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Rob Hanlon (rob@cs), Daniel Otero (oterod@cs)
CSE 551p
Gribble
Homework Assignment #3: Paxos
We used Distributed Ruby (DRb) as the backbone of our RPC interface. DRb allows, among other things, for the creation of services which share an object across any number of clients. We use this functionality to expose each replica to the others as well as to the "supervisor" which does book-keeping for the system. Each replica has a very limited interface including the two required methods (propose and learn) and a few others for debugging and/or extra information. Under the covers, each replica has within it Proposer, Acceptor, and Learner components, each of which handles the logic required by the respective role. RPC calls are made by simply calling the appropriate methods on the given objects. These methods include:
- Proposer:
- propose(value): propose said value to a majority of acceptors
- value_learned!: called on proposer by learners to end proposal
- Acceptor:
- prepare(proposal_number): issue a prepare message to an acceptor
- request_accept(proposal): request that an acceptor accept the given proposal
- Learner:
- report(value, acceptor): used by acceptors to report accepted values
- learned_value: returns the current "learned" value, or DONT_KNOW
Our "supervisor" is a slight improvement on command-line arguments delineating replica URIs, though it is a weak substitute for a real Paxos system's flexible group membership. Essentially it is nothing more than a centralized record of all active replicas which can be referenced by a replica when needed (e.g. when an accepter must notify all learners of an acceptance). To make all this clear, if an acceptor wanted to notify all learners of an acceptance, it would do something like this:
# Iterate over the set of available replicas
@supervisor.replicas.each do |replica|
# report a value to the given replica's learner component
replica.learner.report(value, self)
end
In our system, each component within a replica has a lock for its meta-data. In other words, only one thread can execute in each published method at a time. Our implementation requires Ruby, Distributed Ruby (DRb), ActiveRecord (ORM layer for persistent storage), and SQLite3 (lightweight database for persistent storage).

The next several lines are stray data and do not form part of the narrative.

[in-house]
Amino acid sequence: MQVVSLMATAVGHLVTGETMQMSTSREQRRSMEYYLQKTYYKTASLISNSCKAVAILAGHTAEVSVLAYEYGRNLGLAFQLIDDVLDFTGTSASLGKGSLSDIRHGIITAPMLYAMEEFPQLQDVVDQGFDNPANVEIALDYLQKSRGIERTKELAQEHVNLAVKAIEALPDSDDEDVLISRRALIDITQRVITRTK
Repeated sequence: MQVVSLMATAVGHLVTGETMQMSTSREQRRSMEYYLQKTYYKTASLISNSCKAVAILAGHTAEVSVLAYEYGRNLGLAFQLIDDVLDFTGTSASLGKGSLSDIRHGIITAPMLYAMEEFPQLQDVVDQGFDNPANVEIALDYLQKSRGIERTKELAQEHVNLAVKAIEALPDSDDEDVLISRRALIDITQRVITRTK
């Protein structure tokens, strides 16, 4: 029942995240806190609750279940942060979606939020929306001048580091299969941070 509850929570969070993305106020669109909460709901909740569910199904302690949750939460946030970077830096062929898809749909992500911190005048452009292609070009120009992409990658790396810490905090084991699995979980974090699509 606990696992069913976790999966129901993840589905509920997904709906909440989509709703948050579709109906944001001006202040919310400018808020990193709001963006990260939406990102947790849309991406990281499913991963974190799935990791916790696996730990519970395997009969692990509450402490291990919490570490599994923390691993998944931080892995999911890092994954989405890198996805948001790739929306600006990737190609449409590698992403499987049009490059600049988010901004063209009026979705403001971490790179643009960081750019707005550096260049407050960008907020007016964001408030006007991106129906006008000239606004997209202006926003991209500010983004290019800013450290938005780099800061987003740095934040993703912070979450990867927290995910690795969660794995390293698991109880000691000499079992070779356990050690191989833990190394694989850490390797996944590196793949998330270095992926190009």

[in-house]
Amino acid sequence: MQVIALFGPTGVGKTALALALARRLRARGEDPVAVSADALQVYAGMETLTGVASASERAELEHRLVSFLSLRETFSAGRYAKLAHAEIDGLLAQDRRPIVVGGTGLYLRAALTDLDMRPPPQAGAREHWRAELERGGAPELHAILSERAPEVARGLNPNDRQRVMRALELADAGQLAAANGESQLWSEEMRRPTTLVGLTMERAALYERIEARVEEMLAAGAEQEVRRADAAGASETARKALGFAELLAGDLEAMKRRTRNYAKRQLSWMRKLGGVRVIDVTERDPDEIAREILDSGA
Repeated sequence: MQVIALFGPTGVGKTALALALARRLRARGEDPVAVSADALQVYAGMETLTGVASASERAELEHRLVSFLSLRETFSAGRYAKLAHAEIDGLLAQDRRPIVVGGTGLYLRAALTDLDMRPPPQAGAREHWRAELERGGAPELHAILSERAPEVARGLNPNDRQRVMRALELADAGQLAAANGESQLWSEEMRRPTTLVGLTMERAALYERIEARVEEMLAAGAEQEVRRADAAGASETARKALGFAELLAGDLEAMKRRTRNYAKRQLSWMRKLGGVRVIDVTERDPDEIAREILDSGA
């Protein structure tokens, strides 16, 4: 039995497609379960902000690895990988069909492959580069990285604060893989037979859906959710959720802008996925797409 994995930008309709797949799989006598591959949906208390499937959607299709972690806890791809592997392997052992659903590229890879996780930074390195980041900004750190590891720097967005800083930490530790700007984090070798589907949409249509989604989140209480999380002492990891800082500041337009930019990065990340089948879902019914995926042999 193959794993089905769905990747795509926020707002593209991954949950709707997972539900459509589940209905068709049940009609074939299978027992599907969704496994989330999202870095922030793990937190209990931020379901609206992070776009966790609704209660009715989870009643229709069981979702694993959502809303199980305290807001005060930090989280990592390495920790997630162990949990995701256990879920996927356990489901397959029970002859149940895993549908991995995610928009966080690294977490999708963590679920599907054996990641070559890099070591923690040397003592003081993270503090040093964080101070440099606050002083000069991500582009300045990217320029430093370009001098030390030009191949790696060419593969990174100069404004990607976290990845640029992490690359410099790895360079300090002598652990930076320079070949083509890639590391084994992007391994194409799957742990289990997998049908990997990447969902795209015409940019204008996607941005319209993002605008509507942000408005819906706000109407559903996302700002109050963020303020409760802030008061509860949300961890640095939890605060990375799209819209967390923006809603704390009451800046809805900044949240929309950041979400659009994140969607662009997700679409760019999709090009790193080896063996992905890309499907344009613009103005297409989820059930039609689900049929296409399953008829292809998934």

Test log (created by redirecting test_input.txt to client.rb):
[Input from the test_input.txt file in brackets]
Preparing to reach Paxos service with supervisor URI: druby://localhost:65535
Successfully connected to supervisor, currently supervising 3 replicas
Select from the following options:
1. View replicas
2. Propose value
3. Learn value
4. Propose and immediately poll learners for value
5. View current acceptor state
6. Quit this devious client program
Your selection please: [2]
1
2
3
To propose a value, first pick a replica to propose to: [1]
Now propose a value: [foobar]
Proposing value 'foobar' to replica with id '1'
Select from the following options:
1. View replicas
2. Propose value
3. Learn value
4. Propose and immediately poll learners for value
5. View current acceptor state
6. Quit this devious client program
Your selection please: [2]
1
2
3
To propose a value, first pick a replica to propose to: [3]
Now propose a value: [foobar]
Proposing value 'foobar' to replica with id '3'
Select from the following options:
1. View replicas
2. Propose value
3. Learn value
4. Propose and immediately poll learners for value
5. View current acceptor state
6. Quit this devious client program
Your selection please: [2]
1
2
3
To propose a value, first pick a replica to propose to: [2]
Now propose a value: [baz]
Proposing value 'baz' to replica with id '2'
Select from the following options:
1. View replicas
2. Propose value
3. Learn value
4. Propose and immediately poll learners for value
5. View current acceptor state
6. Quit this devious client program
Your selection please: [3]
1
2
3
To learn a value, first pick a replica to learn from: [1]
The current learned value is: 'foobar'
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